As usual one of the most common questions we got was, “How many LEGO bricks/parts are in this?” and I had taken the time to figure out an answer before we got there: About 100,000. I think we’re probably easily within 10-15% of that, but at some point I’m going to have to figure out a more accurate number. I arrived at that estimate by estimating an average of 500 parts per quarter block. If we expand that out to 5.5 x 10.5 blocks or 11 x 21 quarter blocks, which is 231 quarter blocks times 500 to get 115,500. I do think it’s possible that the average per quarter block is a bit high but I don’t see it being any lower then 400 and that still puts us in spitting distance of 100,000 so I’m just going to go with that for now.

I find it consistently interesting seeing what other people appreciate in a bigger layout like this. Living with the collection and getting the family’s opinion tends to split two, and occasionally three, ways depending on where Jennifer and I are at on particular questions. Run about a hundred people through the room though and the diversity of opinion explodes. People point out modules that maybe one of us thinks isn’t the best work, but something about it speaks to that individual. It’s a great thing to watch happen.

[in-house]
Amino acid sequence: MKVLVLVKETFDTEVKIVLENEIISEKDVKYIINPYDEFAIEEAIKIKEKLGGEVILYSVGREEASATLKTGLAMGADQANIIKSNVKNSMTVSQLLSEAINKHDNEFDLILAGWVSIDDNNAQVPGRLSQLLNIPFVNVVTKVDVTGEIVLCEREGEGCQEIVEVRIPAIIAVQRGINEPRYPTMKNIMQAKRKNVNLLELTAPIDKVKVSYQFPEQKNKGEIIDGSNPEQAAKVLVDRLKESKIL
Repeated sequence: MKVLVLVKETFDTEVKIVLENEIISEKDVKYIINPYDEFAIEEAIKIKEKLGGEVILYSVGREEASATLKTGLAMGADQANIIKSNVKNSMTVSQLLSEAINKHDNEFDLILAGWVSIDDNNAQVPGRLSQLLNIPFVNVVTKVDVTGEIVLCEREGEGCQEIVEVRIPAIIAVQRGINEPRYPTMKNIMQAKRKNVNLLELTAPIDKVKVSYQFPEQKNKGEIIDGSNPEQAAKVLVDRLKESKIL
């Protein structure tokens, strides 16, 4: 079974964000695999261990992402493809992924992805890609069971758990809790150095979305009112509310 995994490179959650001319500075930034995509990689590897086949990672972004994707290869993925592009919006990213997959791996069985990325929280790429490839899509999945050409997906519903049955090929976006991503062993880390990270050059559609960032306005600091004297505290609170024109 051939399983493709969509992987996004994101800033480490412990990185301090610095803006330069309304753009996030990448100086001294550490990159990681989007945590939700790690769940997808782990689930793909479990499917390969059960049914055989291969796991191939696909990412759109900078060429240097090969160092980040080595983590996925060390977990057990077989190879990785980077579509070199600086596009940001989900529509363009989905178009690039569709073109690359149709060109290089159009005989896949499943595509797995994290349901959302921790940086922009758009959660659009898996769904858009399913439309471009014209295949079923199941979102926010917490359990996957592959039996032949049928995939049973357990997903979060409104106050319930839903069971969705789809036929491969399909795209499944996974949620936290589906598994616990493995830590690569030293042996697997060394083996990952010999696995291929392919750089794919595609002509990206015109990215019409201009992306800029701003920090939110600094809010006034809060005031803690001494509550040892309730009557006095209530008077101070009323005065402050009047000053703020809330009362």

In any case, I think we can call the display an unqualified success. We’re vaguely discussing the possibility of doing it again next year. In many ways though, it was a good dress rehearsal for two weeks from now in Des Moines, IA.